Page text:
Jeremiah 29:11 (NIV)
For I know the plans I have for you,” declares the Lord, “plans to prosper you and not to harm you, plans to give you hope and a future
Our Verse of the Day is very familiar to most of us. It is often memorized and quoted as an encouragement to people who have lost direction for their life … who have suffered hardship or challenges in life … who have started wondering if God even really has a purpose for them or if there is any hope for change in their circumstances. When someone is going through tough times like these, I can see how this message of hope for the future would resonate and cause us to personalize it.
But this verse, more often than not, is taken out of its context for a remnant nation ordained to emerge from the hardships brought about through divine judgment. I think it has been misapplied to afford a sense of hope, comfort, and assurance in our personal relationship with God rather than being looked at in its immediate context. And while I want to feel that God has great plans and a purpose for my life (and He does), this is not necessarily the correct verse to quote or convey it. So, I would like us to look at the whole context surrounding the verse to see the thought I am trying to develop here:
1 This is the text of the letter that the prophet Jeremiah sent from Jerusalem to the surviving elders among the exiles and to the priests, the prophets and all the other people Nebuchadnezzar had carried into exile from Jerusalem to Babylon. 2 (This was after King Jehoiachin and the queen mother, the court officials and the leaders of Judah and Jerusalem, the skilled workers and the artisans had gone into exile from Jerusalem.) 3 He entrusted the letter to Elasah son of Shaphan and to Gemariah son of Hilkiah, whom Zedekiah king of Judah sent to King Nebuchadnezzar in Babylon. It said:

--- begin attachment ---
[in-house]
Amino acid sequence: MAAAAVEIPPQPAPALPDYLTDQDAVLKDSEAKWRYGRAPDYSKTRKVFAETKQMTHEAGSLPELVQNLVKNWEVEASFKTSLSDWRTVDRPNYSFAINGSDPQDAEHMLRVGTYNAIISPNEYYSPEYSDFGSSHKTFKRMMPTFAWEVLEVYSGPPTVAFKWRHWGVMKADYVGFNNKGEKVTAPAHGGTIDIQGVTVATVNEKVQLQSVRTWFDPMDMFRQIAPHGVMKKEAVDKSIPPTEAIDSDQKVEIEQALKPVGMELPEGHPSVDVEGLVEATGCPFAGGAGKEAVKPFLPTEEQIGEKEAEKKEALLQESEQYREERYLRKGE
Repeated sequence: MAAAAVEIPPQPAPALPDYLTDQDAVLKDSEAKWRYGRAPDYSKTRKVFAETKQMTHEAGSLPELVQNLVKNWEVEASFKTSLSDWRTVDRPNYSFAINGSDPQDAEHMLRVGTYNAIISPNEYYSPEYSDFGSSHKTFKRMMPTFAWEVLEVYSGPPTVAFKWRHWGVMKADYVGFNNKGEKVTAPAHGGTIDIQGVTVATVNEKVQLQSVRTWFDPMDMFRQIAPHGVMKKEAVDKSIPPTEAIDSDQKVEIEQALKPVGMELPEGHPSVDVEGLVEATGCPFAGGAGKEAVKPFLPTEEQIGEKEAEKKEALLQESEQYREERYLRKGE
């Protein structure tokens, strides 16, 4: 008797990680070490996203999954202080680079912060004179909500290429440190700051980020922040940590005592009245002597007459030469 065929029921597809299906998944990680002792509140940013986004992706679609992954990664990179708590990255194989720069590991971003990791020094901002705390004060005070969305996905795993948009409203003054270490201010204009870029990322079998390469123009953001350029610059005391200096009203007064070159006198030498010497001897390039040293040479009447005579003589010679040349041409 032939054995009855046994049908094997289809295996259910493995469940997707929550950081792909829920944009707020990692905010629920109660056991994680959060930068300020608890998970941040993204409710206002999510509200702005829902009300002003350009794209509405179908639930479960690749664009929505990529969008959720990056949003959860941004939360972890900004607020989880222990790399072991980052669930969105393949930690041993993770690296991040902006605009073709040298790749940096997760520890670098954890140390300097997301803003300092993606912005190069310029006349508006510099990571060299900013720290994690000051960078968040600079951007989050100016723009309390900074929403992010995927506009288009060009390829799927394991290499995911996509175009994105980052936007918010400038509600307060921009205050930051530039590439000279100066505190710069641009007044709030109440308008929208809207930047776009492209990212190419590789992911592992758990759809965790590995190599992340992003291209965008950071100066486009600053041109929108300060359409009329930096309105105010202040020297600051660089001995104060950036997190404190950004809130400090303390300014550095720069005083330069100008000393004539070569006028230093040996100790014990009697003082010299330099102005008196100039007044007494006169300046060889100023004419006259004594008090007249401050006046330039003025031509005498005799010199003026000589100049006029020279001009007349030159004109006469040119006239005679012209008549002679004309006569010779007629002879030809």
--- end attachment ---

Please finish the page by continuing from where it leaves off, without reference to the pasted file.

4 This is what the Lord Almighty, the God of Israel, says to all those I carried into exile from Jerusalem to Babylon: 5 “Build houses and settle down; plant gardens and eat what they produce. 6 Marry and have sons and daughters; find wives for your sons and give your daughters in marriage, so that they too may have sons and daughters. Increase in number there; do not decrease. 7 Also, seek the peace and prosperity of the city to which I have carried you into exile. Pray to the Lord for it, because if it prospers, you too will prosper.” 8 Yes, this is what the Lord Almighty, the God of Israel, says: “Do not let the prophets and diviners among you deceive you. Do not listen to the dreams you encourage them to have. 9 They are prophesying lies to you in my name. I have not sent them,” declares the Lord.
10 This is what the Lord says: “When seventy years are completed for Babylon, I will come to you and fulfill my good promise to bring you back to this place (Jerusalem). 11 For I know the plans I have for you,” declares the Lord, “plans to prosper you and not to harm you, plans to give you hope and a future. 12 Then you will call on me and come and pray to me, and I will listen to you. 13 You will seek me and find me when you seek me with all your heart. 14 I will be found by you,” declares the Lord, “and will bring you back from captivity. I will gather you from all the nations and places where I have banished you,” declares the Lord, “and will bring you back to the place from which I carried you into exile.”
15 You may say, “The Lord has raised up prophets for us in Babylon,” 16 but this is what the Lord says about the king who sits on David’s throne and all the people who remain in this city, your fellow citizens who did not go with you into exile— 17 yes, this is what the Lord Almighty says: “I will send the sword, famine and plague against them and I will make them like figs that are so bad they cannot be eaten. 18 I will pursue them with the sword, famine and plague and will make them abhorrent to all the kingdoms of the earth, a curse and an object of horror, of scorn and reproach, among all the nations where I drive them. 19 For they have not listened to my words,” declares the Lord, “words that I sent to them again and again by my servants the prophets. And you exiles have not listened either,” declares the Lord.